transactions is the problem. Look at the numbers earlier in the thread
… commiting only every 100 rows makes a huge difference. I don’t
really mind if Ruby+ActiveRecord is twice slower than Perl+DBIx::Class
(well, whatever), I do mind it’s 30 times slower.

FasterCSV.foreach(“M:/ecom/db/csv_lookup_data/postal_codes_some.csv”,
:col_sep => “|”) do |row|

FasterCSV is certainly faster than CSV, but it may be quicker to just
split lines on /|/, if they are sufficiently simple.

Yep, that’d work in this case.

M: – speed of access to that drive isn’t a problem? If you’ve tried
Perl etc then probably not. (Rhetorical question, BYTK)

That’s why I tried the raw low level Perl+DBI. Which also does make
clear how huge a difference does the batch commit make.

end
end
ZipCode.connection.commit_db_transaction

puts “Taken #{Time.new - started} s”

As this is ruby code, I suggest you run it with -rprofile to find
out which bits are actually slow. The profiler will slow things down
of course, but you’ll at least see where the bottlenecks are so you
can work on those.

    Hugh

The bottleneck is in the way the database is used. Some things can’t be
helped without making huge changes to ActiveRecord (building the
statements once with placeholders, preparing them and then executing
instead of building a SQL statement including the values every time),
others should be doable (controlling the commit).

While the second would help me in this case (and - if used - others that
need to import some more data), the first would help everyone using
Rails. Just try to think about the amount of work you force the database
to do by throwing a different SQL at it each time. All the execution
plan caching goes down the drain, the amount of data sent between the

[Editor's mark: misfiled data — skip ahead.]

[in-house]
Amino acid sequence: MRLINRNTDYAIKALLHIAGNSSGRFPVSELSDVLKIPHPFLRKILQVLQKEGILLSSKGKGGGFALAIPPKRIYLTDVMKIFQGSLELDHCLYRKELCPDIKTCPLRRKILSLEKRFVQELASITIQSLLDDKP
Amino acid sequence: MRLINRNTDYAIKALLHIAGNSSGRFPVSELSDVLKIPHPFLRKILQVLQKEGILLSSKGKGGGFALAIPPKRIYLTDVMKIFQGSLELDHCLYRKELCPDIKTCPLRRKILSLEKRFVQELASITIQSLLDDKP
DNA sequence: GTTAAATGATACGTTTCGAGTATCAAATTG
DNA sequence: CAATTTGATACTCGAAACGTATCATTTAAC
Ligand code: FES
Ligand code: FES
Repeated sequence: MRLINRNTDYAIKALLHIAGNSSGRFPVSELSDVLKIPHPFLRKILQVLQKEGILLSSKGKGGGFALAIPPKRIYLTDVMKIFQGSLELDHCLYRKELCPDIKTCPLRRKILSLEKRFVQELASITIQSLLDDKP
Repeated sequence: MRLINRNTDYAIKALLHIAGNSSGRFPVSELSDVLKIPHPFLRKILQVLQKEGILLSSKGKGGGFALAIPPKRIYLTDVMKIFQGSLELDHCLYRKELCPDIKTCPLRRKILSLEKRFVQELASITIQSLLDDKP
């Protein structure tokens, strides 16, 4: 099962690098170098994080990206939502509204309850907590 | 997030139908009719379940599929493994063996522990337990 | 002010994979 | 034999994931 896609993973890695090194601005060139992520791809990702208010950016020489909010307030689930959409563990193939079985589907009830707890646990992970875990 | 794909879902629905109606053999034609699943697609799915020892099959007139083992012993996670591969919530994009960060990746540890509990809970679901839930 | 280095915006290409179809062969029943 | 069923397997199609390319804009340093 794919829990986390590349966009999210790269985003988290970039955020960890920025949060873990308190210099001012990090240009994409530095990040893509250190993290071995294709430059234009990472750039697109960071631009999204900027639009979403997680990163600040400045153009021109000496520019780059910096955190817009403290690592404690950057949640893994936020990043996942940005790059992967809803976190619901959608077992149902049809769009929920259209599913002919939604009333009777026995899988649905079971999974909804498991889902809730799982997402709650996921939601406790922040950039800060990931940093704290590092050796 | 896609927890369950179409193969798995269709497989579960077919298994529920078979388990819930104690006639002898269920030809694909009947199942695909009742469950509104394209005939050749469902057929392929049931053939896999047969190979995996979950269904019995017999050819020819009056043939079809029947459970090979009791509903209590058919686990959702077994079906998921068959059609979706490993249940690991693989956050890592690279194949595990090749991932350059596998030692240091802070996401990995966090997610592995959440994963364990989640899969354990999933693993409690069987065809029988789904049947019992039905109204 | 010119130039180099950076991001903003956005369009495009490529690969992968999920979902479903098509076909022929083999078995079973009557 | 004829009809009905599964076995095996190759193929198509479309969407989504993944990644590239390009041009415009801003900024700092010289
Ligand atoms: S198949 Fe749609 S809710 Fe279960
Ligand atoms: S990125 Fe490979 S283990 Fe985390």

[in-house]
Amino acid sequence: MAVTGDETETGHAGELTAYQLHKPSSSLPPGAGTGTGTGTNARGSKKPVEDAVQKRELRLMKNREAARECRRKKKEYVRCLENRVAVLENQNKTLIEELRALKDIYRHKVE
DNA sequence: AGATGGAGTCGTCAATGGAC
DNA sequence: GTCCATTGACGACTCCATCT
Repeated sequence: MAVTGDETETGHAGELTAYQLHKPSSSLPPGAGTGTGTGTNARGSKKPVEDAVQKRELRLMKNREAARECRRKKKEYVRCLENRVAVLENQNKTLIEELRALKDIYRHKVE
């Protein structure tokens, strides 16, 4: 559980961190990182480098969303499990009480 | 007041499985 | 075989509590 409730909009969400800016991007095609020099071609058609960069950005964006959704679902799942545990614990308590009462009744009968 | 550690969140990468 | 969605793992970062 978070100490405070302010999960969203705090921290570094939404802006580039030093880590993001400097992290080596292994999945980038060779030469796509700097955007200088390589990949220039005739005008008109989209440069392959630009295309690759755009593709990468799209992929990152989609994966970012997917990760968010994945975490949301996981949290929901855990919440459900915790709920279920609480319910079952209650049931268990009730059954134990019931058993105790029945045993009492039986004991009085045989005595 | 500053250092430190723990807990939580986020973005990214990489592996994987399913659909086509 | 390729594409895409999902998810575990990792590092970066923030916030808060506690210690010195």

application and the database is much higher, … :frowning:

Jenda


#6

AB wrote:

Hey, here’s your prize, you discovered that a fully fledged ORM written
in
Ruby is slower than a lower level DB access interface written in Perl.

Well, that’d be true for the Perl+DBI scripts, not the DBIx::Class ones.
DBIx::Class is an ORM for Perl, just like ActiveRecord is for Ruby.

Except that the authors of DBIx::Class cared about performance.

Perhaps if you hadn’t phrased your original question with things like
“the least
bit more than I like Ruby”, people would have been more eager to help
with your issue.

As it stands your post was petulant, trollish and ignores the
distinction between “Ruby” and “Rails”. ActiveRecord is part of Rails.

Yep, the last point was really important. ActiveRecord is a library
that’s part of a bigger bundle of libraries called Rails that was
developed from a programming language called Ruby. What was your point
again? And how was I ignoring the “distinction”?

Sure, I’m an annoying troll. A troll that’s backed up by numbers. You
know, that’s the difference between the Perl and Ruby community. The
Perl one would run to prove me wrong, not to help me, but to make sure
noone things Perl performs poorly. Me being a troll or not. The Ruby one
ignores me. Maybe they don’t feed the trolls. And maybe they CAN’T prove
me wrong.

I don’t care that the import takes an hour now that the PHB finaly
understood that it’s stupid to keep editing migrations forcing everyone
to import and reimport daily. And I don’t care AR is dead-cow slow since
I’m leaving the team in a month or so anyway. You seem to want to
continue using it, you’ll have to force your companies to buy more and
better hardware to sustain Ruby and Rails.

If you find ActiveRecord to be slow I suggest the following libraries:

http://ruby-dbi.rubyforge.org/
http://tmtm.org/en/mysql/ruby/

Once you use the right tool for the right job and stop complaining that
your ride-on lawnmower keeps losing drag-races your life will be much
easier.

  • AB

If I could choose the right tool I would not be using Ruby.